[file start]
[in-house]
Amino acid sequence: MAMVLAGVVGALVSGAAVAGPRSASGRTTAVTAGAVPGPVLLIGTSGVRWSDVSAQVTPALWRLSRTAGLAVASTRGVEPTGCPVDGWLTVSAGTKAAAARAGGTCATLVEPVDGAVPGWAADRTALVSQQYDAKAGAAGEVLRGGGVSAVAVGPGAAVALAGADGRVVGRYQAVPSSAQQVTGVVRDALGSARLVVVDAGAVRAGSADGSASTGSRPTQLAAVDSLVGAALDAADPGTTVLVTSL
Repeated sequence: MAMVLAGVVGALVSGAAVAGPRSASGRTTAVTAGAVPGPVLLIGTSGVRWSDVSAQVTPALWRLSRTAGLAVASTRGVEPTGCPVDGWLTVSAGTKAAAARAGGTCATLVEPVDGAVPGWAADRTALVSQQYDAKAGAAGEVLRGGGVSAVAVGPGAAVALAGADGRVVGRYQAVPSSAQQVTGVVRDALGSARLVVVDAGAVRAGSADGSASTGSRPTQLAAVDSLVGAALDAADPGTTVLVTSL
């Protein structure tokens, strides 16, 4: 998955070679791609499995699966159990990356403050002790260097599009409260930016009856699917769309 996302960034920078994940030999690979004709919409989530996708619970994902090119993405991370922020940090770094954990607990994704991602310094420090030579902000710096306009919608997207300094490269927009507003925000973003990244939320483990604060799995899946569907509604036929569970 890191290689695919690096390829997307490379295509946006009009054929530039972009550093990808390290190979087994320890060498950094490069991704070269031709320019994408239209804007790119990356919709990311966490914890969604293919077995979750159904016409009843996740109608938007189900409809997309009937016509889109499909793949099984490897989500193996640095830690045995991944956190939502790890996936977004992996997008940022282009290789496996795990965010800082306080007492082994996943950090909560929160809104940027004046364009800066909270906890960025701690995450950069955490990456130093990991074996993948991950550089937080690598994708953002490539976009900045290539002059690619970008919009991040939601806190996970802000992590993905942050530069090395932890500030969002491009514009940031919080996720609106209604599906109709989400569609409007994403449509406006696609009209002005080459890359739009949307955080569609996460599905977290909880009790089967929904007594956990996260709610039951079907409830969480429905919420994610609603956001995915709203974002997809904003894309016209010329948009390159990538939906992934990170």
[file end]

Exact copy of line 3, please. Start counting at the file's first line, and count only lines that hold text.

Repeated sequence: MAMVLAGVVGALVSGAAVAGPRSASGRTTAVTAGAVPGPVLLIGTSGVRWSDVSAQVTPALWRLSRTAGLAVASTRGVEPTGCPVDGWLTVSAGTKAAAARAGGTCATLVEPVDGAVPGWAADRTALVSQQYDAKAGAAGEVLRGGGVSAVAVGPGAAVALAGADGRVVGRYQAVPSSAQQVTGVVRDALGSARLVVVDAGAVRAGSADGSASTGSRPTQLAAVDSLVGAALDAADPGTTVLVTSL